ICSA Consultative Workshop

in Senegal

APRIL 2018

 

Combating malnutrition is increasingly recognized as one of the most cost-effective development strategies in the world. This is because malnutrition causes significant economic losses estimated at 11% of the Gross Domestic Product (GDP) per year in both Africa and Asia. The Initiative for Food and Nutrition Security in Africa (IFNA) was launched as a continental platform to tackle hunger and malnutrition in Africa.

 

To date, up to April 2018, IFNA conducted:

  • preparatory surveys from May to October 2017; and
  • ICSA development workshops from February to May 2018
  • in all ten (10) participating countries.

 

The ICSA development workshops served to help draft ICSA in a government-led, participatory and multi-sectoral manner.

 

The ICSA Consultative Workshop was held  for mutual learning amongst  participating countries and development partners, and to elaborate on their ICSAs. It was held in Dakar, Senegal, from 25 to 27 April 2018.

 

The overall objective of the workshop was to provide the participating countries with an opportunity to learn from each other by exchanging lessons learnt, and to prepare for the next step, being the finalisation and validation/formalisation of ICSA in each country towards their actions. The specific objectives were:

  • To share lessons learnt from the experiences of preparation of a draft ICSA, including focus areas, both in terms of nutrition issues and geographical area, and a list of potential interventions that would be translated into project concepts;
  • To have mutual learning and to create an opportunity to share suggestions and recommendations amongst the participating countries and organisations of the IFNA Steering Committee and other development partners; and
  • To share the way forward in finalising the draft ICSA towards project formulation.

 

More than 69 people participated in the workshop, including 29 from the ten (10) IFNA-participating countries, 40 of the IFNA Steering Committee organisations such as FAO, IFAD, JICA, JIRCAS, NEPAD, UNICEF, WFP, WHO,  international research institutes and various NGOs.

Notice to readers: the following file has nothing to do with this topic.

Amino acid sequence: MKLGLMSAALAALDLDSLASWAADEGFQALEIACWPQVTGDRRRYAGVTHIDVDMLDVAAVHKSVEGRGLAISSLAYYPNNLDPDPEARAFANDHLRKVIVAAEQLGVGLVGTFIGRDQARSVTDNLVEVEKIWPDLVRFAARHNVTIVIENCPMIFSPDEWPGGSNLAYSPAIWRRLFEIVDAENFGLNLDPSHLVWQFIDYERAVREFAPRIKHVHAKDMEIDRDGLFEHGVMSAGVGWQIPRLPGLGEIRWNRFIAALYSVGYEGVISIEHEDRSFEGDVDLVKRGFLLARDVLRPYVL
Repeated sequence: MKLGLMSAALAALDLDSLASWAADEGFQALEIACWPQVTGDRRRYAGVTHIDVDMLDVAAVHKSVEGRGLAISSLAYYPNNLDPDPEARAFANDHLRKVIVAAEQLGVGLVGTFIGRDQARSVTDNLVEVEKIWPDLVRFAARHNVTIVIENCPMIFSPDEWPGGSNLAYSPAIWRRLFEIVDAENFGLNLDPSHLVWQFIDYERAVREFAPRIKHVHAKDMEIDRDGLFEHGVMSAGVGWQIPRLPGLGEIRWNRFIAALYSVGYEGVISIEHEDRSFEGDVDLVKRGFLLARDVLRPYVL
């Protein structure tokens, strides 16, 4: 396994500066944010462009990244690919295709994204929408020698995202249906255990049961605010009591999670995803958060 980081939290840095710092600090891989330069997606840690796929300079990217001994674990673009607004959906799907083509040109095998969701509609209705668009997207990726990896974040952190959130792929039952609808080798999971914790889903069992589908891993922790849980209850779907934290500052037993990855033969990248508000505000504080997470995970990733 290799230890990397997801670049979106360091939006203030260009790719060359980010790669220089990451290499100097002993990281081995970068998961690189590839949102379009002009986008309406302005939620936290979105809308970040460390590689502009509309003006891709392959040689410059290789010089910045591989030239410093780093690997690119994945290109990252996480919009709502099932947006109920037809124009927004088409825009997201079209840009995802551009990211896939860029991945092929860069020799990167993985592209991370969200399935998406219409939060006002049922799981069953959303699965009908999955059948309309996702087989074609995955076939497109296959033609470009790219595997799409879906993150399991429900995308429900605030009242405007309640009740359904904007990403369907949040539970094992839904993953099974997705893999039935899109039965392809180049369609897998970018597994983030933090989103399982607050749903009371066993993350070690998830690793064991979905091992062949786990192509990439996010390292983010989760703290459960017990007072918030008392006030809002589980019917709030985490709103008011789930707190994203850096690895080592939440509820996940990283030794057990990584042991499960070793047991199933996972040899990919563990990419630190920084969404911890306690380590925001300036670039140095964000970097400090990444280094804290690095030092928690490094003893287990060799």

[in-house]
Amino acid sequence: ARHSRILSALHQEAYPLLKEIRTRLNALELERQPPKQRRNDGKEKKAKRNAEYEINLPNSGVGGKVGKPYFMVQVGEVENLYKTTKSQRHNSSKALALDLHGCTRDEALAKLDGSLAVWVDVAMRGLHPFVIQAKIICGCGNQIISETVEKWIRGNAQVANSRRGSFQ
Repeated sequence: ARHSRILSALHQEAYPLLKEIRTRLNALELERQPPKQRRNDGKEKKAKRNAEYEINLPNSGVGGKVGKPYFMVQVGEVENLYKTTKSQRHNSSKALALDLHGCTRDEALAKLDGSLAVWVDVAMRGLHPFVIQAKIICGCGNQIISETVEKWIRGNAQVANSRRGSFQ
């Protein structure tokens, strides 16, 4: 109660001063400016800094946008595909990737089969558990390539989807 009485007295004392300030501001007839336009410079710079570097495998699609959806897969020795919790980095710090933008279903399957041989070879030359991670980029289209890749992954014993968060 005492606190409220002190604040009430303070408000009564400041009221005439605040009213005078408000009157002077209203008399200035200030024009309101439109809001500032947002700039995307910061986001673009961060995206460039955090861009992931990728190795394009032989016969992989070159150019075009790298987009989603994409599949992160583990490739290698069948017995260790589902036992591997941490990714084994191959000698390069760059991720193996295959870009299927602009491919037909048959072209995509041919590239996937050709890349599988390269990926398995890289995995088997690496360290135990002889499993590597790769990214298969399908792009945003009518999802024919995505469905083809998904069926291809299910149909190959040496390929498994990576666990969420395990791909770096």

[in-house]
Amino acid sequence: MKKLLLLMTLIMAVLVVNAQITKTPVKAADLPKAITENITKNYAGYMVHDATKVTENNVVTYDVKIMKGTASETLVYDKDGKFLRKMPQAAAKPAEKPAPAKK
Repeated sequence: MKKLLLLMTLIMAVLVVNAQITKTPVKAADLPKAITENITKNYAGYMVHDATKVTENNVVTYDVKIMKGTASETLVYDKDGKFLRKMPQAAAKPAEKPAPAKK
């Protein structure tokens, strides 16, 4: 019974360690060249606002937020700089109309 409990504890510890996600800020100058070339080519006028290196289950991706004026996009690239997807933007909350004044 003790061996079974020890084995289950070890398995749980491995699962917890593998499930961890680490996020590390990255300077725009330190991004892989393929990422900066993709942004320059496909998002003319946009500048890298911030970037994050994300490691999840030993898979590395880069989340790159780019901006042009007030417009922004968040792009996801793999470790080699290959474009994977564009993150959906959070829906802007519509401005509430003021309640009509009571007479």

The workshop was composed of a three-day programme:

Day 1: SHARING & MUTUAL LEARNING ON THE DRAFT ICSA

Each participating country made a country presentation. The aim of these presentations was to share the results of ICSA development workshop and to have a better understanding of each country in the context of nutrition.

 

Day 2: NUTRITION IMPROVEMENT THROUGH MULTI-SECTORAL APPROACH

This session was aimed at gaining a better understanding of how a multi-sectoral approach could be an effective means to accelerate nutrition improvement by having;

  • interactive learning;
  • thematic discussions (Multi-sectoral coordination, resource alignment/mobilization, effective NSA programming to reduce undernutrition); and
  • a reporting session.

 

Day 3: TOWARDS ACTIONS ON THE GROUND

Having various chances to learn from the ten (10) different countries and development partners including UN agencies, financial and research institutions and NGOS for the last two days, country representatives made their summary presentations, which included:

  • their own good practices from which other participants could learn;
  • what they learned from the others; and
  • action lists to formalise ICSAs in all countries.

 

Finalisation and validation of ICSA confirms how each country would formalise/validate the ICSA in that country in the next several months.

 

During the workshop, each country successfully shared and obtained good practices around an enabling environment within governments, an effective nutrition improvement approach that might be contextualised and introduced in other participating countries and principles to promote multi-sectorality in nutrition improvement.

 

Dr Mayaki (NEPAD’s CEO) delivered his speech on Day 1, saying that “nutrition is complex, but it is about lives, which means there is an ethical responsibility. If we do not take care, we are killing lives. This is why a multisectoral approach with an array of solutions remains imperative”.  He expressed his expectation as “IFNA is to accelerate and scale up actions to make hunger a phenomenon of the past. IFNA will strive to strengthen coordination amongst actors and partners for direct delivery of interventions on the ground. This differentiates IFNA from the ordinary approach”.

IFNA

Initiative for Food and Nutrition Security in Africa

+27 (0)11 256 3626 / 5026 / 3600  •  ifna.secretariat@nepad.org

230 15th Road, Midrand, Johannesburg, 1685 South Africa